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Winter at Clearwater Beach Marine Aquarium

Who’s Tired of Winter?

Certainly not the staff of the Clearwater Marine Aquarium nor Winter’s loyal fans.

For most visitors to Clearwater Beach, Florida, winter is a season to escape, but for others, especially those in need of inspiration, she’s an animal to seek out. Named for the season in which she was rescued, Winter is a eight-year-old dolphin who inspires child amputees, Iraqi war vets and medical researchers interested in recent developments in prosthetic limbs.

When she was two months old, Winter got caught in a crab trap. By the time rescuers from the Clearwater Marine Aquarium found her, she was not expected to last the night, so severe were her cuts from the trap ropes. Fifty percent of the staff voted to euthanize her, but Winter persevered, minus her tail.

The plucky dolphin started swimming like a fish until experts realized these movements would cause spinal damage. Next came the series of prosthetic tails to match her growth spurts and Winter started learning to swim all over again.

Staff shows prosthetic tail
Staff shows prosthetic tail

As a result of her unfortunate accident and amazing recovery, Winter has become a media sensation and the star of her own feature-length film.

Everyday, visitors to the Clearwater Marine Aquarium can watch Winter interacting with her trainers as she adjusts to her new tails. The latest one features a stainless steel joint that propels her forward.

Dolphin tail prosthetic
Dolphin tail prosthetic

To the delight of Winter and her fans, trainers turn the exercises into a play session. Winter swims around the pool for a few minutes before returning to for pettings and a few adjustments. She appears happy with the new appendage, ducking away when staff try to remove it.

Prosthetic tail attached
Prosthetic tail attached

Totally impressed with the show, visitors including children, have been donating toys to the dolphins and money to build Winter’s new home. The larger, circular pool allows Winter to swim continuously and provides a hospital emergency room for other rescued sea mammals like her dolphin friend, Nicholas.

Nicholas, a 375 – pound a victim of severe sunburn, the result of a beaching, has been at the aquarium since being orphaned at six months. Today, he shimmies around the pool in a series of comical forward thrusts while maintaining an upright position.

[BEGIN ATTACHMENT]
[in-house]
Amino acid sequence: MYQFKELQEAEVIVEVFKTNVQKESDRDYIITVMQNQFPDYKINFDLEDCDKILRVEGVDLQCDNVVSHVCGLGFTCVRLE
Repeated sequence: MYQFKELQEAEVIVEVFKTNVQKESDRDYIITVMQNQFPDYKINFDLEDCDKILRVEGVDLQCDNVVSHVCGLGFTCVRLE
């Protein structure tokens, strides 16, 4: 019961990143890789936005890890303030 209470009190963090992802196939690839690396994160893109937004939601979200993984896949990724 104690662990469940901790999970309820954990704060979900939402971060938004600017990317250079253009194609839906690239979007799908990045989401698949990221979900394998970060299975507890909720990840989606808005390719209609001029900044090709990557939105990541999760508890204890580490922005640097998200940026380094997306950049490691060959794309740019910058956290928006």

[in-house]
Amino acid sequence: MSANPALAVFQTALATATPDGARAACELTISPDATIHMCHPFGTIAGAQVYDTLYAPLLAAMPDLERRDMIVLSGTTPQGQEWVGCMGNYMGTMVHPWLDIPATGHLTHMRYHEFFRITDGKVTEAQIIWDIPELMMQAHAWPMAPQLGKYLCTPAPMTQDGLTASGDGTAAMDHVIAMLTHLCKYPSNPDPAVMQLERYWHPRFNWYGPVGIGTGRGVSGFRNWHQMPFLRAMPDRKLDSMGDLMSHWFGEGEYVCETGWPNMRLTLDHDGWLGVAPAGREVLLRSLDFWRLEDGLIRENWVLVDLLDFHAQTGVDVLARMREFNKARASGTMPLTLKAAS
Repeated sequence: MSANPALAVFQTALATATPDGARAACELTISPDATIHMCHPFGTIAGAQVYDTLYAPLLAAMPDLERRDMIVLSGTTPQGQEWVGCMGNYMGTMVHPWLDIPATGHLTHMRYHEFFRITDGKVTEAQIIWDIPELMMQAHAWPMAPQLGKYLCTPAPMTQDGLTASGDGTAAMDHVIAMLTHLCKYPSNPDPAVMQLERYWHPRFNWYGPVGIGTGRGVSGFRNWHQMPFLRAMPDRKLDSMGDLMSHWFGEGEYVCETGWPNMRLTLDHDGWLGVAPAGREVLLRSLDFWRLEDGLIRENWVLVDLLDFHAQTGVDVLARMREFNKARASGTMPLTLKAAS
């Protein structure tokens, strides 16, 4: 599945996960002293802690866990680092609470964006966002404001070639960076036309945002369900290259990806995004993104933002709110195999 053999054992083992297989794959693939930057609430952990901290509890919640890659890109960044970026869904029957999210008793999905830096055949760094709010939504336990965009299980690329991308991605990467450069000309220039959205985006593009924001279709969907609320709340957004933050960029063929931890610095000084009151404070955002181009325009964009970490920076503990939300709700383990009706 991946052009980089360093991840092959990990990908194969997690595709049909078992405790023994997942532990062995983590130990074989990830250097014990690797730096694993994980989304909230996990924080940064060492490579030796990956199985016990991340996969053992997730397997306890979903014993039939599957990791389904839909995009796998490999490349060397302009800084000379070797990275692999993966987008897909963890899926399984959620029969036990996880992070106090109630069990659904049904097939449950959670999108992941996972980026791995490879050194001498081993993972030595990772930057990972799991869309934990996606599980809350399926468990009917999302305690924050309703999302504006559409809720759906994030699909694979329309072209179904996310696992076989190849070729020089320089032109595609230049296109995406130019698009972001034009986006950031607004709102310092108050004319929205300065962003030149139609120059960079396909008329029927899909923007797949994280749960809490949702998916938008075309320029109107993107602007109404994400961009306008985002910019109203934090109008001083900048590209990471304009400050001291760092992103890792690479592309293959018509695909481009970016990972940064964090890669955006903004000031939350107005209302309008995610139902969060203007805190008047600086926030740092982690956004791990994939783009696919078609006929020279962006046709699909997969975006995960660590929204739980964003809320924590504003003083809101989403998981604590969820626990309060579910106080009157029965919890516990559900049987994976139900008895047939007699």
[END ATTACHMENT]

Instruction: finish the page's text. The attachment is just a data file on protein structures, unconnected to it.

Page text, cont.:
Spectators reach out to pet him before he darts away to grab a fish. The dark streaks running from his forehead to his dorsal fin are the only evidence of his life threatening sun exposure.

The show’s grand finale finds Nicholas competing with Rudy, a younger male dolphin, to see who can jump the highest and create the biggest splash, soaking the bolder kids who hug the edge of the pool. Who needs theme parks when young and old alike can enjoy the antics of these mammals at a fraction of the price while supporting a good cause?

Winter with tail attached
Winter with tail attached

Clearwater’s love and respect for her dolphins is also evident in the attitude of her tour boat operators. As a static burst of the ship’s radio advises of dolphin spottings at our six o’clock position, northern tourists rush to the back of the boat, anxiously scanning the powder blue and aqua horizon.

“Dolphins are highly intelligent creatures and sometimes they’re just not in the mood to play. If that’s the case, we’re moving on”, Captain Jack announces.

Fortunately, the duo, lured by the wake of the 40 – foot tug seem eager to follow, albeit from a safe distance. Moving along, Captain Jack reminds us of the strict rules protecting Florida dolphins.

Respecting the dolphins makes good business sense. If these Atlantic bottlenose feel threatened or pursued, they will abandon the area, or worse, beach their young. Most times, according to Captain Jack, the dolphins are happy to play in the wake of the boats and seem almost as curious about the visitors as they are about them. Indeed, scientists have made underwater recordings of dolphins mimicking the delighted squeals of tourists.

While visitors will never see Winter or Nicholas performing on the larger stage of Clearwater Bay, successfully rehabilitated dolphins like Rudy, who have retained their hunting skills, will be playing here for years to come thanks to the staff of the Clearwater Marine Aquarium and the generous donations of loyal fans.


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